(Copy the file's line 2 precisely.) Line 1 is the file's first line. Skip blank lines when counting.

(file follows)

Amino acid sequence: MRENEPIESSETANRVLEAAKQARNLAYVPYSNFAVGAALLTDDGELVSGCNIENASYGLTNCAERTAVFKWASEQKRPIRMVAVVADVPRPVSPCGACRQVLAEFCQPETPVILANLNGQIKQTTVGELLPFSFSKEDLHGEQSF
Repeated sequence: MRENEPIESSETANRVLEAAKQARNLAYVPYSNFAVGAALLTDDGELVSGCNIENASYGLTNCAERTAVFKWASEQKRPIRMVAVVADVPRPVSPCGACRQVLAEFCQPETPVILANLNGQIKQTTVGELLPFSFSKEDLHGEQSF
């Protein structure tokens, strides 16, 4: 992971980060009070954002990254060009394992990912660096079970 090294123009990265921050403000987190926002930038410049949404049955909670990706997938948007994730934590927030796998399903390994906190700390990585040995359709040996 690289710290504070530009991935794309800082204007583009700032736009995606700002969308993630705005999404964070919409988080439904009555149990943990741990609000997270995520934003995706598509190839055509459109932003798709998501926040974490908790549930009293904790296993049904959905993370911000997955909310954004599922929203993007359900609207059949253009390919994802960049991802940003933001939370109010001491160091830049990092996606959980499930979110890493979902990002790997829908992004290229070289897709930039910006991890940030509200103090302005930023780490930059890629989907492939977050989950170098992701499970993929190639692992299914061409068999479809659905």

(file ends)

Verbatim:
Repeated sequence: MRENEPIESSETANRVLEAAKQARNLAYVPYSNFAVGAALLTDDGELVSGCNIENASYGLTNCAERTAVFKWASEQKRPIRMVAVVADVPRPVSPCGACRQVLAEFCQPETPVILANLNGQIKQTTVGELLPFSFSKEDLHGEQSF